Heavyweight BEVs facing UK ‘Pothole’ Infrastructure Tax

BEVs are at risk of facing a ‘pothole’ tax to compensate UK authorities for the damage they do because of their extra weight compared to equivalent ICE powered vehicles.

That’s the warning from BEV contract hire specialist LeaseElectricCar.co.uk pointing out that although owners are currently exempt from paying customs and excise tax until 2025, new charges could come in sooner to cover costs of road repairs. It cites the government’s think tank, the Centre for Policy Studies, recent report that the UK road network cannot handle the weight of BEVs, which is putting strain on surfaces to cause more potholes, a major issue with the nation’s infrastructure.

Now some are proposing a new pothole tax could be enforced for electric cars to help combat and pay for bad road surfaces. Because of their large lithium battery packs, made heavier still by lead and metal armored safety cages, BEVs can weigh between 33% and 50% more compared to equivalent ICE vehicles. Some battery packs can weigh as much as half a metric ton, the equivalent of an adult camel or grand piano.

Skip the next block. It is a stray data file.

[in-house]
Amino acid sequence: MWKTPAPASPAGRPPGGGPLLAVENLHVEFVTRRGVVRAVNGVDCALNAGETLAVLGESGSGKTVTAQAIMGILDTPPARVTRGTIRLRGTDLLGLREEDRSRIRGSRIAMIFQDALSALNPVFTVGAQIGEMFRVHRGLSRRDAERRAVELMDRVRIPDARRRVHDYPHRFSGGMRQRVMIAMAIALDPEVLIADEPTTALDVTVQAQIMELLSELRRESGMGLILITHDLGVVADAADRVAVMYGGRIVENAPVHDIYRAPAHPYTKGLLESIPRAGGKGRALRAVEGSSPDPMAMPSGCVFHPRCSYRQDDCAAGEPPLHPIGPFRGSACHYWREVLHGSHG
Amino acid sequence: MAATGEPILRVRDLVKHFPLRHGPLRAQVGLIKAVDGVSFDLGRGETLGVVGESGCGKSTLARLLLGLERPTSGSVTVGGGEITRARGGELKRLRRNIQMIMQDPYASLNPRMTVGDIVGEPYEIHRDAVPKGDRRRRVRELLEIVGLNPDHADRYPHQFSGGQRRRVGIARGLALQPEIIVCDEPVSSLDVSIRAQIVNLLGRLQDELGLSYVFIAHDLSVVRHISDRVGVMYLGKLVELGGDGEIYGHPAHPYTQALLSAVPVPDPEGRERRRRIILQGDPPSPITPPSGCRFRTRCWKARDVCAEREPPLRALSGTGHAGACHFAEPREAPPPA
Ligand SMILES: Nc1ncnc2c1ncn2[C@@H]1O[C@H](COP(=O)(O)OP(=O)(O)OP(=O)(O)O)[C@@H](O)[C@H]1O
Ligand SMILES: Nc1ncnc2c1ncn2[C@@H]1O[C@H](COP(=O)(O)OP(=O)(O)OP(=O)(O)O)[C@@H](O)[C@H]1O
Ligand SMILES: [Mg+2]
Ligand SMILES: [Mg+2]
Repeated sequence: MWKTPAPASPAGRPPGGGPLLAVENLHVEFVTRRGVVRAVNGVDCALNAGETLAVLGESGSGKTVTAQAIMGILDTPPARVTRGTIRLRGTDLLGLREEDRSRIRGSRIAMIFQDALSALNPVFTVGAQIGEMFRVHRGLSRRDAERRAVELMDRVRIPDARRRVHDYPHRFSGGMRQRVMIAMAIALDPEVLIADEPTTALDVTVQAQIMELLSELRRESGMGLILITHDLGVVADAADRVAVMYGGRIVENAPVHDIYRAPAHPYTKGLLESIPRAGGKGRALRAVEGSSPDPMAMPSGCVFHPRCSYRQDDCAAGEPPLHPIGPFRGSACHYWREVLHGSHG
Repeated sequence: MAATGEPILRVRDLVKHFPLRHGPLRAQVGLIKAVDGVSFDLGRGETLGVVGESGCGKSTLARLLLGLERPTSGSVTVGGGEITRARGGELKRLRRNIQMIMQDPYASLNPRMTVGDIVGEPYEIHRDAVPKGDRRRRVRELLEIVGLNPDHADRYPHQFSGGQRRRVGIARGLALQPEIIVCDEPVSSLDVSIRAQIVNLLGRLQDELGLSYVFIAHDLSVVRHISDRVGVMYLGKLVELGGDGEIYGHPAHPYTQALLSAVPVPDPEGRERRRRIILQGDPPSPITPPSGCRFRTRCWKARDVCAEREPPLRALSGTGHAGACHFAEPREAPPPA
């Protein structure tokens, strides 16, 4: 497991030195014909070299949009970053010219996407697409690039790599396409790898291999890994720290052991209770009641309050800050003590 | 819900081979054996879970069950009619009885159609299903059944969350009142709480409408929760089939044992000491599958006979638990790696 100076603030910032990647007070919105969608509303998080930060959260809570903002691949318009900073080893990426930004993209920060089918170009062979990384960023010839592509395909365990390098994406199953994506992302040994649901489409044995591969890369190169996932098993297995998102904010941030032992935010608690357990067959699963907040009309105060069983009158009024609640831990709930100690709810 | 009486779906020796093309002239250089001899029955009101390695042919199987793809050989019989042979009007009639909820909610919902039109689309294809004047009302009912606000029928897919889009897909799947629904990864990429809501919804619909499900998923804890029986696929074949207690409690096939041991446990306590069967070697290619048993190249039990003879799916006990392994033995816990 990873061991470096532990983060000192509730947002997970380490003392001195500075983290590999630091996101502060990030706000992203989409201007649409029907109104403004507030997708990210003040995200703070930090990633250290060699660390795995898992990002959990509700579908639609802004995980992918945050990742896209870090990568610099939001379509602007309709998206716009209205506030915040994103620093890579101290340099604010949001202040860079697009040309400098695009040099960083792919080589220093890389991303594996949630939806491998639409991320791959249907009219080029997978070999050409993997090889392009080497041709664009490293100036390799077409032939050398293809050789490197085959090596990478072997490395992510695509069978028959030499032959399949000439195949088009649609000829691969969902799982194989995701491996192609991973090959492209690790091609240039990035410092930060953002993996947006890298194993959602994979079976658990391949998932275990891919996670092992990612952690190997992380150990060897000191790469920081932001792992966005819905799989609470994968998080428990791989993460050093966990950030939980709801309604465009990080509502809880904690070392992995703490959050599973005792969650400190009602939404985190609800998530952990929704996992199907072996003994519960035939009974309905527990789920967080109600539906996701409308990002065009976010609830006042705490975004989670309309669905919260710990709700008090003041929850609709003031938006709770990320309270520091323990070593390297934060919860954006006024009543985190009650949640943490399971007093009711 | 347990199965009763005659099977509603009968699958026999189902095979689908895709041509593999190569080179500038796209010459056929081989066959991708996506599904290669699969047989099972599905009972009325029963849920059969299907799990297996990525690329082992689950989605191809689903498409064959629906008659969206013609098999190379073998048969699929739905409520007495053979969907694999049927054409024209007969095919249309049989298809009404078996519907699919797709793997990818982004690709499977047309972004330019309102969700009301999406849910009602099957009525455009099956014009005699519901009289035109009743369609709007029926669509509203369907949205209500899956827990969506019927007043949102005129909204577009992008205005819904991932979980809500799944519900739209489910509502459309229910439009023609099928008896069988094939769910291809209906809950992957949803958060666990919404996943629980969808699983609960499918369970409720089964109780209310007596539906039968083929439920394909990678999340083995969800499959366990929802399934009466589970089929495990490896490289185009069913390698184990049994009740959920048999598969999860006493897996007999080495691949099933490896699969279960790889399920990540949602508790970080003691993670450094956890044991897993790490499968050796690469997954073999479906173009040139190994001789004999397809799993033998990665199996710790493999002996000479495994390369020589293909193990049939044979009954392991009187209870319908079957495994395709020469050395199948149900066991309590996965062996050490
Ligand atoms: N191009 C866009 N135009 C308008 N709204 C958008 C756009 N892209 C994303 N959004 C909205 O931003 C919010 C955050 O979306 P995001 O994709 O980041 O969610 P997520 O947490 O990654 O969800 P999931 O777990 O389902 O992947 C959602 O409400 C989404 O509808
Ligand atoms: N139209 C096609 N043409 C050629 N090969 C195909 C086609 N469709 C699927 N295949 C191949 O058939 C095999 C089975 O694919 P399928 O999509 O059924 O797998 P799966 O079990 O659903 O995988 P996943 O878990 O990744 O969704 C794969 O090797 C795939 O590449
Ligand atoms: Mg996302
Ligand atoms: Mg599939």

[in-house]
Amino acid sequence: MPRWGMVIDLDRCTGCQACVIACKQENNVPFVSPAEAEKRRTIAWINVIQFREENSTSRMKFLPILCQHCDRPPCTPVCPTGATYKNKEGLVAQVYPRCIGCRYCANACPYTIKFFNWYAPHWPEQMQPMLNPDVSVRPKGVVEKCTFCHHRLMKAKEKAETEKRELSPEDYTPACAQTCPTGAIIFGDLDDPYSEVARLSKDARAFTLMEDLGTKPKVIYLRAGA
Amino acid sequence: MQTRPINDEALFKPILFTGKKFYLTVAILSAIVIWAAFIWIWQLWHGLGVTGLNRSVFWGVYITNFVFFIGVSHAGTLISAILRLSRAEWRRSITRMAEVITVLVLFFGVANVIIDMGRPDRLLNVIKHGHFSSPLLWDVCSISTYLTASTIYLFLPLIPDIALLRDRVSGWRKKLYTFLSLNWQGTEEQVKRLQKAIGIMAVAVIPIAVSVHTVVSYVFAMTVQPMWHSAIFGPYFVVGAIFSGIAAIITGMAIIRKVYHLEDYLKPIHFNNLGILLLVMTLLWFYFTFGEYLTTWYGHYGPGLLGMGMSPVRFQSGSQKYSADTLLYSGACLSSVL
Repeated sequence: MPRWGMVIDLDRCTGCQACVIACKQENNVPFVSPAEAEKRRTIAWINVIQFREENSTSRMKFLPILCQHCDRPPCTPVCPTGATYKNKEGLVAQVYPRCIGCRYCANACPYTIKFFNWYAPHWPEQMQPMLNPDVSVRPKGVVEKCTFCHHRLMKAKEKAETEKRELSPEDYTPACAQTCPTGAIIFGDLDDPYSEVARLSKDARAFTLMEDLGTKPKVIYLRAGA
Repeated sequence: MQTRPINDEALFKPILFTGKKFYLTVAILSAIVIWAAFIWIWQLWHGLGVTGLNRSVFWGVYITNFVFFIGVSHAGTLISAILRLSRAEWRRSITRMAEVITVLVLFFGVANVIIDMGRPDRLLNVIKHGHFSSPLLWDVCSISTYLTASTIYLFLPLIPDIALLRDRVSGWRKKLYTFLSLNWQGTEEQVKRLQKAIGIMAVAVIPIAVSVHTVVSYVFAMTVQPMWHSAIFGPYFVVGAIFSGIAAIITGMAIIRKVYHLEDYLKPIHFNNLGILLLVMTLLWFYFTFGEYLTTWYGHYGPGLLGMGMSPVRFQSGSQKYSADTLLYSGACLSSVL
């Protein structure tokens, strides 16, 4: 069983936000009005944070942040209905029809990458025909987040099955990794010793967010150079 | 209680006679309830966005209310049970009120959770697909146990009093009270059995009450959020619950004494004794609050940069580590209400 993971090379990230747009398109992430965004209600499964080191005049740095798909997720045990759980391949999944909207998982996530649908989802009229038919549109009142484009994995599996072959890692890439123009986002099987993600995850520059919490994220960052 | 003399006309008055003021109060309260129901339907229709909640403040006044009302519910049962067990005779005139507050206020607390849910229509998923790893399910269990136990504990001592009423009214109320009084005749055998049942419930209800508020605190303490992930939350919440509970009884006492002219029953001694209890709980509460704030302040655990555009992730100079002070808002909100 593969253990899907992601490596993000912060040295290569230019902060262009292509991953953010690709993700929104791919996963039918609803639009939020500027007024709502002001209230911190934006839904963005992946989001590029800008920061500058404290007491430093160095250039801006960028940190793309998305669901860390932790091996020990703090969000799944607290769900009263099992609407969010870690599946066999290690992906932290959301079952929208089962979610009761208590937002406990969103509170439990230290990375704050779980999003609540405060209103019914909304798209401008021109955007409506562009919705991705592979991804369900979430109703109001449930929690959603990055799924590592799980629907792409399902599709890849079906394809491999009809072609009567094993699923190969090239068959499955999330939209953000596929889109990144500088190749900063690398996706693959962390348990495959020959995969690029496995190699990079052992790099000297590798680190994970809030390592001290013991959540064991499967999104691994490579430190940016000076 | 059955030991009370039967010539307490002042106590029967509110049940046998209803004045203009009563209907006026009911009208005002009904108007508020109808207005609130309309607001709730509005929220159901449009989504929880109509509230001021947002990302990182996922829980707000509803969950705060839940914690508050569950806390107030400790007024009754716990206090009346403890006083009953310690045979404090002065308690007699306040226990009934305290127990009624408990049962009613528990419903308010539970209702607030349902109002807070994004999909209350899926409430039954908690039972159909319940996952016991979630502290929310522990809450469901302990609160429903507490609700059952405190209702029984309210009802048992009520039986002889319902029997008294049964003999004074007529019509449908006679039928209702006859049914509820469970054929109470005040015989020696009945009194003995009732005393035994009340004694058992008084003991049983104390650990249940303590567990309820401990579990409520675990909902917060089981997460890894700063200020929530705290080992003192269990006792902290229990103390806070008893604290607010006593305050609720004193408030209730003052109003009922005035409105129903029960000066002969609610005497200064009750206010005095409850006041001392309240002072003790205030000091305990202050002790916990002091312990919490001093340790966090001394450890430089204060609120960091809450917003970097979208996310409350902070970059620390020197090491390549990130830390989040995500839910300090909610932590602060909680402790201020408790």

The biggest problem with extra weight affects local or unclassified roads, which make up the majority of the country’s road network, such as residential or local traffic lanes. These roads are not designed to handle heavy goods vehicles and the increasing number of BEVs on the roads effectively cross that weight threshold into HGV territory.

Under current government proposals, new BEV vehicle exercise duty charges are set to be introduced in 2025. Although vehicle exercise duty doesn’t contribute to road repairs, drivers of BEVs could be charged a pothole tax in order to offset costs of road maintenance. The average cost of filling in one pothole in the UK sits at around £45.83 ($58), with one being repaired every 19 seconds. Recent estimates show it would take more than nine years and £12Bn ($15Bn) of funding to repair all of the potholes on the UK road networks.

Tim Alcock from LeaseElectricCar.co.uk, said: “Recent reports are showing that an increase in heavier electric vehicles on the roads compared to normal petrol and diesel cars could be having a bad impact on our road network. Zero-tax will soon no longer be an incentive for drivers to make the switch to electric, despite the government wanting more and more motorists to move away from petrol and diesel. Yet with proposals which are considering introducing a new ‘pothole tax’ will likely only decrease the number of Brits having reason to switch to electric.”

— Paul Myles is a seasoned automotive journalist based in Europe. Follow him on Twitter @Paulmyles_

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